In one or more embodiments, the pressure in the reactor 202 may range from 6.0 to 44.7 pounds per square inch absolute (psia, from about 41.4 kilopascals, kPa, to about 308.2 kPa), but in some embodiments, a narrower selected range, such as from 15.0 psia to 35.0 psia, (from about 103.4 kPa to about 241.3 kPa), may be employed. For example, the pressure may be from 15.0 psia to 30.0 psia (from about 103.4 kPa to about 206.8 kPa), from 17.0 psia to 28.0 psia (from about 117.2 kPa to about 193.1 kPa), or from 19.0 psia to 25.0 psia (from about 131.0 kPa to about 172.4 kPa). Unit conversions from standard (non-SI) to metric (SI) expressions herein include “about” to indicate rounding that may be present in the metric (SI) expressions as a result of conversions.

In additional embodiments, the weight hourly space velocity (WHSV) for the disclosed process may range from 0.1 pound (lb) to 100 lb of chemical feed per hour (h) per lb of catalyst in the reactor (lb feed/h/lb catalyst). For example, where a reactor comprises an upstream reactor section 250 that operates as a fast fluidized, turbulent, or bubbling bed reactor and a downstream reactor section 230 that operates as a dilute phase riser reactor, the superficial gas velocity may range therein from 2 ft/s (about 0.61 m/s) to 10 ft/s (about 3.05 m/s) in the upstream reactor section 250, and from 30 ft/s (about 9.14 m/s) to 70 ft/s (about 21.31 m/s) in the downstream reactor section 230. In additional embodiments, a reactor configuration that is fully of a riser type may operate at a single high superficial gas velocity, for example, in some embodiments at least 30 ft/s (about 9.15 m/s) throughout.

In additional embodiments, the ratio of catalyst to feed stream in the reactor 202 may range from 5 to 100 on a weight to weight (w/w) basis. In some embodiments, the ratio may range from 10 to 40, such as from 12 to 36, or from 12 to 24.

In additional embodiments, the catalyst flux may be from 1 pound per square foot-second (1b/ft2−s) (about 4.89 kg/m2−s) to 20 lb/ft2−s (to about 97.7 kg/m2−s) in the upstream reactor section 250, and from 10 lb/ft2−s (about 48.9 kg/m2−s) to 100 lb/ft2−s (about 489 kg/m2−s) in the downstream reactor section 230.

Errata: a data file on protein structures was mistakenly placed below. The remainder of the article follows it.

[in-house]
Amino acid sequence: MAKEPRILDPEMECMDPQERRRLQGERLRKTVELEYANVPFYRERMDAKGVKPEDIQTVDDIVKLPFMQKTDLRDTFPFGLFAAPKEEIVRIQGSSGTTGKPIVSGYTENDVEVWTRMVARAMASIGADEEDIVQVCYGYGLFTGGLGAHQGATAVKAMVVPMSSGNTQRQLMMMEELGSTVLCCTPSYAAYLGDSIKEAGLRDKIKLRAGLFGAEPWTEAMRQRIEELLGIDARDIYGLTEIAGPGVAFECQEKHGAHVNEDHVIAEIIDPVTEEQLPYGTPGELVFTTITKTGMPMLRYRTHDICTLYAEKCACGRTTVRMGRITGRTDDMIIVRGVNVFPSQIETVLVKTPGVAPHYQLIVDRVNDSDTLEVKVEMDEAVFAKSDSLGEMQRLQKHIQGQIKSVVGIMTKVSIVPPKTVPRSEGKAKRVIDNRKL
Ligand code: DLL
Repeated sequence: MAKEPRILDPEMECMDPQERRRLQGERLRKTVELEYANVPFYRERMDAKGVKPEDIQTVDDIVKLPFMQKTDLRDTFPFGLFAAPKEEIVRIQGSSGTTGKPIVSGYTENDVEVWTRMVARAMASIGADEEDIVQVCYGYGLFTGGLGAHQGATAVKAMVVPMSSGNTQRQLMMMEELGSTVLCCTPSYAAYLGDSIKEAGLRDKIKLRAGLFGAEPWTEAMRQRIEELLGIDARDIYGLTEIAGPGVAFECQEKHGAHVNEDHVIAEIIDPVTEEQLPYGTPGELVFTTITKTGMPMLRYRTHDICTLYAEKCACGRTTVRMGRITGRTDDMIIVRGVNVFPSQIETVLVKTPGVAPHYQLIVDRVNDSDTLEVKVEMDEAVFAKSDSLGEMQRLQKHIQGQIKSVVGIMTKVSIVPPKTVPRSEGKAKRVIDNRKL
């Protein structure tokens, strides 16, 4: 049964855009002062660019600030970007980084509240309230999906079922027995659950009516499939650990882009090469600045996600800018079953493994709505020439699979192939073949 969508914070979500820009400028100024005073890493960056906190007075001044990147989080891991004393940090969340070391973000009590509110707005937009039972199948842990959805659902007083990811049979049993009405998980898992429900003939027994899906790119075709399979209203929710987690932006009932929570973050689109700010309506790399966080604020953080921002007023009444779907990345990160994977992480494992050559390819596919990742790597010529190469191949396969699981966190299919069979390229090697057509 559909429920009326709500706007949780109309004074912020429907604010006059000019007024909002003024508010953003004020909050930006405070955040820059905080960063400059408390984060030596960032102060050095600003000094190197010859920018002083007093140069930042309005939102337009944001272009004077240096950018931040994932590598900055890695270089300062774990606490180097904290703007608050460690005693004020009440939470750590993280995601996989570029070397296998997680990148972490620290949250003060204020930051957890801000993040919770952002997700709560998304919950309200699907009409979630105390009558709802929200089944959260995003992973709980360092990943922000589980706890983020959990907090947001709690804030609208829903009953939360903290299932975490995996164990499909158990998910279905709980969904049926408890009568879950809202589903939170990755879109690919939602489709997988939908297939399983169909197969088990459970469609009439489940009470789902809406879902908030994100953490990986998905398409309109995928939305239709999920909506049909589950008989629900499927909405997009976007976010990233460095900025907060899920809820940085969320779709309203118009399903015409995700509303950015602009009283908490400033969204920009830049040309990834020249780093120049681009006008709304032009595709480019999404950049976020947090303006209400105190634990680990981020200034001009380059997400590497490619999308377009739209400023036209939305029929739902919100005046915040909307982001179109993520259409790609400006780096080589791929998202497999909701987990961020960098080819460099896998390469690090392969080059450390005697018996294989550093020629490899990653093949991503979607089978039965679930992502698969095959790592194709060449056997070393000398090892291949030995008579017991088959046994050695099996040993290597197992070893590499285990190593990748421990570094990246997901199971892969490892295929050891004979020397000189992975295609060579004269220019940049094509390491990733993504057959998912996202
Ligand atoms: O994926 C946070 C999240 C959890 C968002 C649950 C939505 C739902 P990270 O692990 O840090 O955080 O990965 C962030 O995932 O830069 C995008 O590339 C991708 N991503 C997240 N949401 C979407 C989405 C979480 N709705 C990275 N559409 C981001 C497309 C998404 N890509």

In operation, the catalyst may move upward through the downstream reactor section 230 (from the upstream reactor section 250), and into the separation device 220. The separated vapors may be removed from the reactor system 102 via a pipe 420 at a gas outlet port 216 of the catalyst separation section 210. According to one or more embodiments, the separation device 220 may be a cyclonic separation system, which may include two or more stages of cyclonic separation. In embodiments where the separation device 220 comprises more than one cyclonic separation stages, the first separation device into which the fluidized stream enters is referred to a primary cyclonic separation device. The fluidized effluent from the primary cyclonic separation device may enter into a secondary cyclonic separation device for further separation. Primary cyclonic separation devices may include, for example, primary cyclones, and systems commercially available under the names VSS (commercially available from UOP), LD2 (commercially available from Stone and Webster), and RS2 (commercially available from Stone and Webster). Primary cyclones are described, for example, in U.S. Pat. Nos. 4,579,716; 5,190,650; and 5,275,641, which are each incorporated by reference in their entirety herein. In some separation systems utilizing primary cyclones as the primary cyclonic separation device, one or more set of additional cyclones, e.g. secondary cyclones and tertiary cyclones, are employed for further separation of the catalyst from the product gas. It should be understood that any primary cyclonic separation device may be used in embodiments of the invention.

According to one or more embodiments, following separation from vapors in the separation device 220, the catalyst may generally move through the stripper 224 to the catalyst outlet port 222 where the catalyst is transferred out of the reactor portion 200 via standpipe 426 and into the catalyst processing portion 300. Optionally, the catalyst may also be transferred directly back into the upstream reactor section 250 via standpipe 422. Alternatively, the catalyst may be premixed with processed catalyst in the transport riser 430.